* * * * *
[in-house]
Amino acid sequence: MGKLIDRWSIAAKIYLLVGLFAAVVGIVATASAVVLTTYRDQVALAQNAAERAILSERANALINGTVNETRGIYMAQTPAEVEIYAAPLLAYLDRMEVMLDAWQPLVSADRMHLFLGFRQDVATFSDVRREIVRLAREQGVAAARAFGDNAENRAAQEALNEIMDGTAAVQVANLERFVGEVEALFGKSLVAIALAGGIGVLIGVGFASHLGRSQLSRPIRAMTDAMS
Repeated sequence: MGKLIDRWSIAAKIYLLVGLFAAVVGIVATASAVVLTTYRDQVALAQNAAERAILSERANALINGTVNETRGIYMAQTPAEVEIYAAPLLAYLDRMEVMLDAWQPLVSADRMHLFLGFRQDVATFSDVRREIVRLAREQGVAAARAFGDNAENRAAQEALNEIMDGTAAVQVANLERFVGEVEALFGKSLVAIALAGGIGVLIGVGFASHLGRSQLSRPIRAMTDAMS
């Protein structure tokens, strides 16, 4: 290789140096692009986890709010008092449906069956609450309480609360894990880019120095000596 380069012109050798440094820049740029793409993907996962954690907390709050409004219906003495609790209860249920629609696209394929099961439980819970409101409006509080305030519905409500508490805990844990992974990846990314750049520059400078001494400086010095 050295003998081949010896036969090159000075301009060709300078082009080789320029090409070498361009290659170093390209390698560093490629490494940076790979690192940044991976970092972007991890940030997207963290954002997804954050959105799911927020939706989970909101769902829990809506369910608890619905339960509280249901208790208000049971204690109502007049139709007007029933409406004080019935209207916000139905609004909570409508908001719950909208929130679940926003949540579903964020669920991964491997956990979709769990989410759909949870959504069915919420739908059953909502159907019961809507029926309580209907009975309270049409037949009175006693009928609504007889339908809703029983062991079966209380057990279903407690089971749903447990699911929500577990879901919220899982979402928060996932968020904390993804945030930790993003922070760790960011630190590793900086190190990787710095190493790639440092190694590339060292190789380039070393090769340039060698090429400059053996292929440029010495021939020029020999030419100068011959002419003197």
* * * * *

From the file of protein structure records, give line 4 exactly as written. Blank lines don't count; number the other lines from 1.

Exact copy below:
């Protein structure tokens, strides 16, 4: 290789140096692009986890709010008092449906069956609450309480609360894990880019120095000596 380069012109050798440094820049740029793409993907996962954690907390709050409004219906003495609790209860249920629609696209394929099961439980819970409101409006509080305030519905409500508490805990844990992974990846990314750049520059400078001494400086010095 050295003998081949010896036969090159000075301009060709300078082009080789320029090409070498361009290659170093390209390698560093490629490494940076790979690192940044991976970092972007991890940030997207963290954002997804954050959105799911927020939706989970909101769902829990809506369910608890619905339960509280249901208790208000049971204690109502007049139709007007029933409406004080019935209207916000139905609004909570409508908001719950909208929130679940926003949540579903964020669920991964491997956990979709769990989410759909949870959504069915919420739908059953909502159907019961809507029926309580209907009975309270049409037949009175006693009928609504007889339908809703029983062991079966209380057990279903407690089971749903447990699911929500577990879901919220899982979402928060996932968020904390993804945030930790993003922070760790960011630190590793900086190190990787710095190493790639440092190694590339060292190789380039070393090769340039060698090429400059053996292929440029010495021939020029020999030419100068011959002419003197």